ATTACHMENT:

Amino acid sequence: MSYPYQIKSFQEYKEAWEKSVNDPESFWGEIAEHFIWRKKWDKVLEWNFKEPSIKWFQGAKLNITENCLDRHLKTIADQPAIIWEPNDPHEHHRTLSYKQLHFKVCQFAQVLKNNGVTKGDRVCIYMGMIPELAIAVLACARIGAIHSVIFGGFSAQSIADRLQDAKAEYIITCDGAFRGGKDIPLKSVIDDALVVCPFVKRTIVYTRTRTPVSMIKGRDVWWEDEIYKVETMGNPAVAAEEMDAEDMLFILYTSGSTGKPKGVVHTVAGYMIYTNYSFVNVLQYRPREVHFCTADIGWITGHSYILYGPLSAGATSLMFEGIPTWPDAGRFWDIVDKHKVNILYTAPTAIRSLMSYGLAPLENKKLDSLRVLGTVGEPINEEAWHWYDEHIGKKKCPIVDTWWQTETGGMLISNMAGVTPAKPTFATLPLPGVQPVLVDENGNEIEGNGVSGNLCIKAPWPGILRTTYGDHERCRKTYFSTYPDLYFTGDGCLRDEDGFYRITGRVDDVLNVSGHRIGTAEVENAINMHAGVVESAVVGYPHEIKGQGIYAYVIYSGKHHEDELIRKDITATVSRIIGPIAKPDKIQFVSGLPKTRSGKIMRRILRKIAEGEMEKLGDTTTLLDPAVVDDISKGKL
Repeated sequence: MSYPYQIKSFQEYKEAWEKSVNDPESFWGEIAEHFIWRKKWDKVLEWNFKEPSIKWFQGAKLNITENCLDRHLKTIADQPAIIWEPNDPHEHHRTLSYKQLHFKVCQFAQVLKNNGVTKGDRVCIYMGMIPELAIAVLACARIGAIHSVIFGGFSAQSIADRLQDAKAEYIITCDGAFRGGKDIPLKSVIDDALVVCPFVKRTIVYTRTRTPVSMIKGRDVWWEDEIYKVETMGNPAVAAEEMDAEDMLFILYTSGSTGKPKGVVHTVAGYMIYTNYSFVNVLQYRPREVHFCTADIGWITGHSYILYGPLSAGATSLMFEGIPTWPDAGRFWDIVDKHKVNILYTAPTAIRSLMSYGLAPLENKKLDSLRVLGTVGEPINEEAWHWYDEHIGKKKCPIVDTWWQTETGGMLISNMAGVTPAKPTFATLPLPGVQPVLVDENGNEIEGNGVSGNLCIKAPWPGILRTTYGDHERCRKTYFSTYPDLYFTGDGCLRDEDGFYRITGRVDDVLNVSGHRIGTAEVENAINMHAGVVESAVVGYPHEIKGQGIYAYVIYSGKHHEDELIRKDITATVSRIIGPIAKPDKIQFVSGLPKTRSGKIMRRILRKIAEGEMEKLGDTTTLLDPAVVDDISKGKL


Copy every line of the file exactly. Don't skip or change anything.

Amino acid sequence: MSYPYQIKSFQEYKEAWEKSVNDPESFWGEIAEHFIWRKKWDKVLEWNFKEPSIKWFQGAKLNITENCLDRHLKTIADQPAIIWEPNDPHEHHRTLSYKQLHFKVCQFAQVLKNNGVTKGDRVCIYMGMIPELAIAVLACARIGAIHSVIFGGFSAQSIADRLQDAKAEYIITCDGAFRGGKDIPLKSVIDDALVVCPFVKRTIVYTRTRTPVSMIKGRDVWWEDEIYKVETMGNPAVAAEEMDAEDMLFILYTSGSTGKPKGVVHTVAGYMIYTNYSFVNVLQYRPREVHFCTADIGWITGHSYILYGPLSAGATSLMFEGIPTWPDAGRFWDIVDKHKVNILYTAPTAIRSLMSYGLAPLENKKLDSLRVLGTVGEPINEEAWHWYDEHIGKKKCPIVDTWWQTETGGMLISNMAGVTPAKPTFATLPLPGVQPVLVDENGNEIEGNGVSGNLCIKAPWPGILRTTYGDHERCRKTYFSTYPDLYFTGDGCLRDEDGFYRITGRVDDVLNVSGHRIGTAEVENAINMHAGVVESAVVGYPHEIKGQGIYAYVIYSGKHHEDELIRKDITATVSRIIGPIAKPDKIQFVSGLPKTRSGKIMRRILRKIAEGEMEKLGDTTTLLDPAVVDDISKGKL
Repeated sequence: MSYPYQIKSFQEYKEAWEKSVNDPESFWGEIAEHFIWRKKWDKVLEWNFKEPSIKWFQGAKLNITENCLDRHLKTIADQPAIIWEPNDPHEHHRTLSYKQLHFKVCQFAQVLKNNGVTKGDRVCIYMGMIPELAIAVLACARIGAIHSVIFGGFSAQSIADRLQDAKAEYIITCDGAFRGGKDIPLKSVIDDALVVCPFVKRTIVYTRTRTPVSMIKGRDVWWEDEIYKVETMGNPAVAAEEMDAEDMLFILYTSGSTGKPKGVVHTVAGYMIYTNYSFVNVLQYRPREVHFCTADIGWITGHSYILYGPLSAGATSLMFEGIPTWPDAGRFWDIVDKHKVNILYTAPTAIRSLMSYGLAPLENKKLDSLRVLGTVGEPINEEAWHWYDEHIGKKKCPIVDTWWQTETGGMLISNMAGVTPAKPTFATLPLPGVQPVLVDENGNEIEGNGVSGNLCIKAPWPGILRTTYGDHERCRKTYFSTYPDLYFTGDGCLRDEDGFYRITGRVDDVLNVSGHRIGTAEVENAINMHAGVVESAVVGYPHEIKGQGIYAYVIYSGKHHEDELIRKDITATVSRIIGPIAKPDKIQFVSGLPKTRSGKIMRRILRKIAEGEMEKLGDTTTLLDPAVVDDISKGKL